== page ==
Allowing toddlers as many chances to do things for themselves helps, but again takes time. If you are racing out the door it is not the time to tell the toddler to hurry up! This is when s/he wants to put their own shoes on and halfway through gets sidetracked into another activity. Have you noticed that a toddler is not good at realising a sequence of events? They live in the here and now. Saying "we cannot go if you are not ready" is meaningless. The child who undoes the seatbelt does not realise that if she kept it on a little longer she could see grandma or have an outing.

Giving some choices of their own will help. Watch out that the choices are not too hard and have an element of non-choice. This can include the non-negotiables. Wearing a seat belt is non-negotiable - you have to wear it in the car. Getting them into it can be an issue, but you can try a choice, "you have to wear your seat belt. Do you want me to do it up or will you?" If they refuse you need to get out of the car and not go. If the child undoes the belt in the car you need to stop and repeat the process until they realise that wearing the belt is a non-negotiable. It is important to see the process you have decided on right through as many times as it takes. You will need to allow time for the child to do it themselves.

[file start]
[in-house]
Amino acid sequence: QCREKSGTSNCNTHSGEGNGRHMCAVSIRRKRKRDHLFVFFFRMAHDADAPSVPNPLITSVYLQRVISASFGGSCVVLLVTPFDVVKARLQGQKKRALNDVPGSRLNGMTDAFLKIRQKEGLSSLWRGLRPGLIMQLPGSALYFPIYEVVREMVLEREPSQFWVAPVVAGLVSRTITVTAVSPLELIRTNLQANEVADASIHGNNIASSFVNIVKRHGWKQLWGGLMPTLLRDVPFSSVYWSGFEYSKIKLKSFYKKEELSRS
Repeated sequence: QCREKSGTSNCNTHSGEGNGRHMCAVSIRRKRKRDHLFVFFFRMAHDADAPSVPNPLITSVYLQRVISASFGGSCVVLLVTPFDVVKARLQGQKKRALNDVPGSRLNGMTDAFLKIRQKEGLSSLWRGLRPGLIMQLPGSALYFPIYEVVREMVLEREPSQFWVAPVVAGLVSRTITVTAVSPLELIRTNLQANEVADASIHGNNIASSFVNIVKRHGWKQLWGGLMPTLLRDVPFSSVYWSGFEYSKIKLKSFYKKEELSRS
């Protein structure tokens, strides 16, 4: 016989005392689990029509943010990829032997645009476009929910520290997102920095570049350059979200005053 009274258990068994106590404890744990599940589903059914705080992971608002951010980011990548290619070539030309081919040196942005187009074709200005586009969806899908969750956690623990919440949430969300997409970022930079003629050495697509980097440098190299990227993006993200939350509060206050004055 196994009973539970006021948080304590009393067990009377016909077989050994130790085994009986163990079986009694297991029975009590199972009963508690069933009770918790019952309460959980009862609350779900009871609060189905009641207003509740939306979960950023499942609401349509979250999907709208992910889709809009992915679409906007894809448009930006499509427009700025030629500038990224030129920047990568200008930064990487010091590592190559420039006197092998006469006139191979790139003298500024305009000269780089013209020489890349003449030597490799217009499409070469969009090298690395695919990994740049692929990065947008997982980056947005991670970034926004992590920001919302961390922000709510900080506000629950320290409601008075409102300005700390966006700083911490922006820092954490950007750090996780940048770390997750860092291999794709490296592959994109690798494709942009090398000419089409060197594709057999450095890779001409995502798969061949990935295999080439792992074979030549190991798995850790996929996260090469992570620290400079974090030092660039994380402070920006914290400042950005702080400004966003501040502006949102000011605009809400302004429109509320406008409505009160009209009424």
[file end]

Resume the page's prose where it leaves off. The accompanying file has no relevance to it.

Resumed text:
Avoiding situations where the child is powerless will help. This means keeping to routines so the child learns to know what comes next. Avoid going shopping when anyone is tired, hungry or fractious. This is the time to consider is shopping with the toddler worthwhile or do you need to leave them with someone else while you shop. Putting your precious things up high or away means you avoid having to continually watch while the child persists in reaching for it. We do want the child to keep that perseverance, but only after they have learned to discriminate! Above all, it is useful to remember that this time will pass and your strong willed child will come out of it older, wiser and more sure about who they are. This is their task in this stage.